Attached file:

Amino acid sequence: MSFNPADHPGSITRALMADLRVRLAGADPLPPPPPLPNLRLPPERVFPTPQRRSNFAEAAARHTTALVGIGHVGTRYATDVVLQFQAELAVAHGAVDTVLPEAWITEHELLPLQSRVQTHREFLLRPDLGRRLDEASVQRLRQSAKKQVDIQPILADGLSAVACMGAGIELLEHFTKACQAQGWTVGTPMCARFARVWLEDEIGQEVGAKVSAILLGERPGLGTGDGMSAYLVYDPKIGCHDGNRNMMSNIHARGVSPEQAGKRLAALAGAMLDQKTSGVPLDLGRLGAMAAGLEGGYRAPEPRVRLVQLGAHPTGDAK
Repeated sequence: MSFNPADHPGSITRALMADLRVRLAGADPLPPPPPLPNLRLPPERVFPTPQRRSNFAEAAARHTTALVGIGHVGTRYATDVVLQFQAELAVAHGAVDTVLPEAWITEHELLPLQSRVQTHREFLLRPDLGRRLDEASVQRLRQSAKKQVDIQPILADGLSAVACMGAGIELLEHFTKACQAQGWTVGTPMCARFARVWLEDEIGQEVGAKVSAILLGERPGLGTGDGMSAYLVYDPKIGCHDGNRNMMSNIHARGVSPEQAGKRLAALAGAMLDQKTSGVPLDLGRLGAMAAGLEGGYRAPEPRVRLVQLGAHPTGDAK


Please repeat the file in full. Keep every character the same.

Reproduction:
Amino acid sequence: MSFNPADHPGSITRALMADLRVRLAGADPLPPPPPLPNLRLPPERVFPTPQRRSNFAEAAARHTTALVGIGHVGTRYATDVVLQFQAELAVAHGAVDTVLPEAWITEHELLPLQSRVQTHREFLLRPDLGRRLDEASVQRLRQSAKKQVDIQPILADGLSAVACMGAGIELLEHFTKACQAQGWTVGTPMCARFARVWLEDEIGQEVGAKVSAILLGERPGLGTGDGMSAYLVYDPKIGCHDGNRNMMSNIHARGVSPEQAGKRLAALAGAMLDQKTSGVPLDLGRLGAMAAGLEGGYRAPEPRVRLVQLGAHPTGDAK
Repeated sequence: MSFNPADHPGSITRALMADLRVRLAGADPLPPPPPLPNLRLPPERVFPTPQRRSNFAEAAARHTTALVGIGHVGTRYATDVVLQFQAELAVAHGAVDTVLPEAWITEHELLPLQSRVQTHREFLLRPDLGRRLDEASVQRLRQSAKKQVDIQPILADGLSAVACMGAGIELLEHFTKACQAQGWTVGTPMCARFARVWLEDEIGQEVGAKVSAILLGERPGLGTGDGMSAYLVYDPKIGCHDGNRNMMSNIHARGVSPEQAGKRLAALAGAMLDQKTSGVPLDLGRLGAMAAGLEGGYRAPEPRVRLVQLGAHPTGDAK